Value stocks and value cyclicals could be big winners regardless of what the S&P 500 does
For the next few months, the S&P 500 will trade with an embedded fiscal “option” as valuations are back to “fair” and without any fiscal policy changes from President Trump over the next few months, the market looks expensive that’s according to a new equity research note from analysts at Barclays.
At the beginning of March, Barclays’ US equity analysts estimated that the upside case for the S&P 500 is 300 points assuming a 25% corporate tax rate, no border adjustment tax and a personal tax cut. However, if Trump admits failure on tax reform the estimated downside for the S&P 500 could be as much as 280 points.
Value cyclicals – Even If Trump Fails These Value Stocks Will Outperform s&p 500
It seems the markets have already priced in a Trump fiscal stimulus, but if this fails to materialize the downside could be huge. Barclays argues that the current Wall Street estimates for cyclicals ex-energy to grow earnings per share by less than 10% in 2017 according to bottom-up analyst estimates, are accurate and as a result relative cyclical valuations to not look out of line. On the other hand, the Street’s 10% growth expectation for 2018 looks optimistic based on the current nominal GDP growth rate. Without a further acceleration in GDP growth (which would only come as a result of increased stimulus) Barclays argues it would be difficult for S&P 500 EPS growth to hit Street expectations.
However, Barclays’ analysts see some value in certain corners of the market, namely cyclical sectors. They point out that defensives, tech, and the discretionary sector now account for 70% of S&P 500 earnings, up significantly from the pre-crisis level. Energy and financials used to account for 14% and 26% of earnings in 2006-07, respectively, and their weights have fallen to 4% and 18%. It’s these unloved cyclical sectors where the analysts believe value can be found:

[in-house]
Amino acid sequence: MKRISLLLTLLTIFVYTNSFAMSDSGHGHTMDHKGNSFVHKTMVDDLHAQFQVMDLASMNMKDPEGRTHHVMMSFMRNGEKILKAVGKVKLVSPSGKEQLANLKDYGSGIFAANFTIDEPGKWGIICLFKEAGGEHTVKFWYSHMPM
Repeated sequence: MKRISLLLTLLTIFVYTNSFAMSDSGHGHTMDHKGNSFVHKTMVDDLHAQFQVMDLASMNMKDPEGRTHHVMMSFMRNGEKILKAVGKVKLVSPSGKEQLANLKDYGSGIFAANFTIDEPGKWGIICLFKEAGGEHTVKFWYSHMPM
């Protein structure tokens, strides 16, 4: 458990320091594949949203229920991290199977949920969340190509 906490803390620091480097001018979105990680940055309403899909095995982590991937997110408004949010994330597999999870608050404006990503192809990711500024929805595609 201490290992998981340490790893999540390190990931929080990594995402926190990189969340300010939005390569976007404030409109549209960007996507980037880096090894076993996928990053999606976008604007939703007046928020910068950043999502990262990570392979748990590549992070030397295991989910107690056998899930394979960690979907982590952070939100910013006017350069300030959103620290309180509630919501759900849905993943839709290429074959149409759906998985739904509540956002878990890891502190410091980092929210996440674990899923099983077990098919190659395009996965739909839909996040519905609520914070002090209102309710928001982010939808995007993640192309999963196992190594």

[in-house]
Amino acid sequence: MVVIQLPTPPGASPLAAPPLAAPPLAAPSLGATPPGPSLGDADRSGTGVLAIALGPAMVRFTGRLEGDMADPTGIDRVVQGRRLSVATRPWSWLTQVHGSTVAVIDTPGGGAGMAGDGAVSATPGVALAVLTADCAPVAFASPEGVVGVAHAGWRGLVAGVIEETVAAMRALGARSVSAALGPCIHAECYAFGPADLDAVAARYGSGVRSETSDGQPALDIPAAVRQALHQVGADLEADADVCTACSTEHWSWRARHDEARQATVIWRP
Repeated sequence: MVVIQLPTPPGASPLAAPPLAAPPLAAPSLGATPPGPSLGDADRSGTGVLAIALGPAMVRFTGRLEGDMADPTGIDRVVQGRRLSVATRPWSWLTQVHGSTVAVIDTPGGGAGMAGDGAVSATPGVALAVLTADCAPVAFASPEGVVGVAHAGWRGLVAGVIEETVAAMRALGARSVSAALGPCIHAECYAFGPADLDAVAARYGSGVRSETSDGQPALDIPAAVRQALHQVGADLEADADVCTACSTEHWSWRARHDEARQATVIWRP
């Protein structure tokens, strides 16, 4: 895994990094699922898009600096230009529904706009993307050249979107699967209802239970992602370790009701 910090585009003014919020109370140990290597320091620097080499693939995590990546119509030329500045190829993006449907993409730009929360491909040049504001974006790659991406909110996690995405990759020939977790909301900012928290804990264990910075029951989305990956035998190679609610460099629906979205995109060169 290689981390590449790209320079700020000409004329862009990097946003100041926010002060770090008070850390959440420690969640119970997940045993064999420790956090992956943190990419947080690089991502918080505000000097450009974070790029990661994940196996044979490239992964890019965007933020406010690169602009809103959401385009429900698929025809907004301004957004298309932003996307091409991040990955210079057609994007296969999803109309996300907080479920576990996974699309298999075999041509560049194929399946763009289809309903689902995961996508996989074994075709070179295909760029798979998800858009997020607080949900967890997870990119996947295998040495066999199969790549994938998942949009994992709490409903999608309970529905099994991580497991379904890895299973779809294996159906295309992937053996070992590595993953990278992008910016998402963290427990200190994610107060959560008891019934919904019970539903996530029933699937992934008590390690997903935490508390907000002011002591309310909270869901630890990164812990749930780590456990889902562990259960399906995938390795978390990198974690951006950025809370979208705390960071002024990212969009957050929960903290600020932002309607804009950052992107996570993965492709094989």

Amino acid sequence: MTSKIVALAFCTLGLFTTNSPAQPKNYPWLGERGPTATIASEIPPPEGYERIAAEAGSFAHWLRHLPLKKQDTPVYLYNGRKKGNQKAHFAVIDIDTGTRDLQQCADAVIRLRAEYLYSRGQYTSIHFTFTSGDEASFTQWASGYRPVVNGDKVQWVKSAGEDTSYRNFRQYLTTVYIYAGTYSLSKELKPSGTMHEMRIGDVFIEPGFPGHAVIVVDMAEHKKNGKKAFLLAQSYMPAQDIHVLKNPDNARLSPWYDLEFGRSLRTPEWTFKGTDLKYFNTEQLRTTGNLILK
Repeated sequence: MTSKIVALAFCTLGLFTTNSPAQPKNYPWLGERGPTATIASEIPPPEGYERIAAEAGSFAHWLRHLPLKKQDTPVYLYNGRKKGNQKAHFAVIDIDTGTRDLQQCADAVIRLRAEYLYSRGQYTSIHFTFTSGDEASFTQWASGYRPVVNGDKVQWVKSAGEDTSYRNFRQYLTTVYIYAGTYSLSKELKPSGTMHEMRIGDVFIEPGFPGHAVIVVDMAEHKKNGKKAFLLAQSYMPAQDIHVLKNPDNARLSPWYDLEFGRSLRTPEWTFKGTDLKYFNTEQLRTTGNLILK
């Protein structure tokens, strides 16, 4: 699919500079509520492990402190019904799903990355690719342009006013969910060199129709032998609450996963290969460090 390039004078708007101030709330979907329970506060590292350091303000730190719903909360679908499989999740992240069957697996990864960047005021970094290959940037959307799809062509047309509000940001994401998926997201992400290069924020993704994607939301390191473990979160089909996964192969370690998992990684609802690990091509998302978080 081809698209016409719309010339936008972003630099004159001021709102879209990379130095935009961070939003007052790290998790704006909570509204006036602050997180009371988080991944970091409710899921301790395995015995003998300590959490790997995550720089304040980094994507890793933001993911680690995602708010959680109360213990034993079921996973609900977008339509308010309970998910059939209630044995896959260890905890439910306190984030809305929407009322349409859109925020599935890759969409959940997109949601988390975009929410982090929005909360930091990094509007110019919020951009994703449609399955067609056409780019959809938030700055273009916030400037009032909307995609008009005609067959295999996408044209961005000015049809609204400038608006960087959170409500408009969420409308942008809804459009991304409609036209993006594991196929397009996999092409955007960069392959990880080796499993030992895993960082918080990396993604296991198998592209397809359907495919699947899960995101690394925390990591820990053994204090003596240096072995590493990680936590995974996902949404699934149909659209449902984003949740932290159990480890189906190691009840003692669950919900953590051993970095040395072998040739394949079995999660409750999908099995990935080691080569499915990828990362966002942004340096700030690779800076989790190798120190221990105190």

“Relative earnings upside potential is considerable for the “value” cyclicals. After the oil collapse, industrials recession and fall in rates, the “value” cyclicals (energy, materials, industrials, financials) have seen their earnings fall considerably, and their relative share fall ~9pp to 34% over the last 2-3 years. On the other hand, the share of earnings for “dependable growth” sectors (tech, healthcare, discretionary, staples) has increased 7pp to 57% and the share for bond proxies (utilities, telecom, real estate) has risen 2pp to 9%. We see EPS for the value cyclicals as having the potential to grow at a faster pace, as relative shares of earnings could normalize. More specifically, energy earnings in 2017 are expected to come in ~60% below 2012-13 pre-collapse levels, even though energy prices are 45% below those levels; 2018 EPS expectations are 45% below the 2012-13 levels. Accordingly, we do not see energy earnings expectations as very high given the cycle.”